CFR Presents

Renewing America

Ideas and initiatives for rebuilding American economic strength.

Posts by Author

Showing posts for "Rebecca Strauss"

We Don’t Know If Our Patent System is Working

by Rebecca Strauss
A woman tries the silver colored version of the new iPhone 5S after Apple Inc's media event in Cupertino, California September 10, 2013 (Stephen Lam/Courtesy Reuters). A woman tries the silver colored version of the new iPhone 5S after Apple Inc's media event in Cupertino, California September 10, 2013 (Stephen Lam/Courtesy Reuters).

“Innovation” is a hot buzzword in Washington. In a city gripped by partisanship, being pro-innovation is something everyone can agree on. One of the most direct ways the federal government participates in the innovation economy is through the legal protection of tangible innovations themselves, or patents. Yet incredibly, no one has a good grasp of whether the U.S. patent system is doing what it was intended to do—promote innovation. Read more »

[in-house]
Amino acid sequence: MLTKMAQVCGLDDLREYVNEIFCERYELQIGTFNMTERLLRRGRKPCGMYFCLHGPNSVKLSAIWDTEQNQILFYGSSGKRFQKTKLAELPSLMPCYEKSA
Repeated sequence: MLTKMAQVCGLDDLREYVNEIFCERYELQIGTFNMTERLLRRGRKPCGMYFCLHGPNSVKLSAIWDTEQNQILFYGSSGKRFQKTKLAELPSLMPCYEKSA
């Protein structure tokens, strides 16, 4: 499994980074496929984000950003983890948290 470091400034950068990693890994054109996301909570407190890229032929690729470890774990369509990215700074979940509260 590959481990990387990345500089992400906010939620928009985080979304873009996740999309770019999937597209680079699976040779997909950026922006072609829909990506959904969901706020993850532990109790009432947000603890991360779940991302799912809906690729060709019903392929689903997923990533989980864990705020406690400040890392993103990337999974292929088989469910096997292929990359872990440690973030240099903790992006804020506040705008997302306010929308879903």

An Easy Way to Get Smarter on Infrastructure Finance

by Rebecca Strauss
Vehicles drive on the new eastern span of the San Francisco-Oakland Bay bridge in San Francisco, California September 2, 2013 (Stephen Lam/Courtesy Reuters). Vehicles drive on the new eastern span of the San Francisco-Oakland Bay bridge in San Francisco, California September 2, 2013 (Stephen Lam/Courtesy Reuters).